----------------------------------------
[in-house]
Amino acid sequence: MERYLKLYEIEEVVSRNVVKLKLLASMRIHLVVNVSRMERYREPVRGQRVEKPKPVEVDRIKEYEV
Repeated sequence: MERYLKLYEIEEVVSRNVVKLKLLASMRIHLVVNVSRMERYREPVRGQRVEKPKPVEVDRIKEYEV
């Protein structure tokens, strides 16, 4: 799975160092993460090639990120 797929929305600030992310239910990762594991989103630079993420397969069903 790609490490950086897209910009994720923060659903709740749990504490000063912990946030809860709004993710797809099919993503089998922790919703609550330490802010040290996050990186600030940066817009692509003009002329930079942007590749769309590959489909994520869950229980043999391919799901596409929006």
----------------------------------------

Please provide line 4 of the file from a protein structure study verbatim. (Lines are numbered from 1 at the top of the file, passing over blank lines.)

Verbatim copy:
């Protein structure tokens, strides 16, 4: 799975160092993460090639990120 797929929305600030992310239910990762594991989103630079993420397969069903 790609490490950086897209910009994720923060659903709740749990504490000063912990946030809860709004993710797809099919993503089998922790919703609550330490802010040290996050990186600030940066817009692509003009002329930079942007590749769309590959489909994520869950229980043999391919799901596409929006």